If you are here because you excepted part 3 of my VinItaly report (go here for part 1 and part 2)then I have to disappoint you because today I want to take you on a journey of One Thousand and One Nights. The final installment of my VinItaly report will come within the next few days)
Mille e Una Notte
Don’t we all know the famous book One Thousand and One Nights, sometimes referred to as Arabian Nights, which were written during the Islamic Golden Age? Ali Baba and the Forty Thieves and Aladdin are known throughout the world but do you know the story of Mille e Una Notte? Trust me, it is one of the very best.
Let me be clarify: Mille e Una Notte is one of Donnafugata‘s flagship wines and if you wonder what the wine has to do with One Thousand and One Nights then keep reading.
Over the years, Donnafugata got themselves a name as one of the best wineries Sicily has to offer. The range of quality wines is impressive and stretches from sweet passito like Ben Rye to traditional Nero d’Avola wines.
Through multiple trade shows like SlowWine and VinItaly, I got to know their wines over the years – a few of them even became favorites. One aspect that I like about their wines are the gorgeous labels. Each label is designed to reflect the characteristics of the wine, which brings us back to One Thousand and One Nights. Why? The Italian title of the book is Mille e Una Notte and Donnafugata named the wine after it.
Let’s get a little bit technical. Mille e Una Notte is produced almost exclusively with Nero d’Avola (90%) but other local grapes are added. Aged 14 months in French oak barrels. The wine is classified as Contessa Entellina DOC. The first vintage of Mille e Una Notte was 1995.
Tasting notes Mille e Una Notte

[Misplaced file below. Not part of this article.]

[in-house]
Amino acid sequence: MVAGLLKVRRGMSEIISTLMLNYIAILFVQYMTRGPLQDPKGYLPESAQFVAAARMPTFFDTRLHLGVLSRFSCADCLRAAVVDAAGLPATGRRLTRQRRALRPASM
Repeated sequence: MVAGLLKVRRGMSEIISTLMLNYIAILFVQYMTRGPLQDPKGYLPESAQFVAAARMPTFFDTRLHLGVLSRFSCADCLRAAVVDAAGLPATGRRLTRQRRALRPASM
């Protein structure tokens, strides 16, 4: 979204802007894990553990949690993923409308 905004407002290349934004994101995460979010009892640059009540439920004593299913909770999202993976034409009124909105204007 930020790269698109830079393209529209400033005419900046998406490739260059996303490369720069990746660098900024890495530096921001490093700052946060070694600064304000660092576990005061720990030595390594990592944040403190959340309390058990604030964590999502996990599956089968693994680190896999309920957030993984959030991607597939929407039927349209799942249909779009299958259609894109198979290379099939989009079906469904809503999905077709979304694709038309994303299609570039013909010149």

Prior to drinking the wine was decanted for roughly two hours.
In the glass, the wine had had a deep, intense ruby red color. A rich bouquet composed of chocolate, eucalyptus, blackcurrant and blackberry jam. The label listed ABV was 14%. In the mouth, Mille e Una Notte is smooth, dry and warm. Mellow, silky tannins. I tasted pistachio and almonds. Full-bodied and of good balance. Harmonious and well-structured. The aftertaste is persistently long.
Mille e Una Notte definitely had a great story to tell. I have tried younger vintages which did not impress me that much yet because they felt not ready. My tip: give younger vintages a few more years of time. One more thing is for sure: If Mille e Una Notte was an ancient tale, then there is no doubt that it would be featured in the book of One Thousand and One Nights!
In the last two decades, Sicily managed to produce some stunning wines because more and more wineries focus on quality and not just quantity. Many years ago, Sicily was with Apulia Italy’s leading grape exporting region – often sweet, late-harvest grapes and sometimes of low quality which were used to blend poor wines in northern France and northern Italy. Some of the grapes were also used to manufacture raisins. Back then, Sicilian wines rarely saw oak and were drank young – often bottled in cheap bag & box containers.
Fortunately, that changed! Mille e Una Notte is one of many examples for that change. Have you tried the Mille e Una Notte and how do you like it? Which Sicilian wine is your favorite?
New blogs in Vino in Love’s rotating blog roll
I have updated the rotating blogroll. It now also includes the following blogs: JuliaBaileyWine, Yummy Chunklet, Eat With Namie, The Armchair Sommelier and From The Bartolini Kitchens. If you do not follow them yet then give them a visit. You will probably like them as much as I do.
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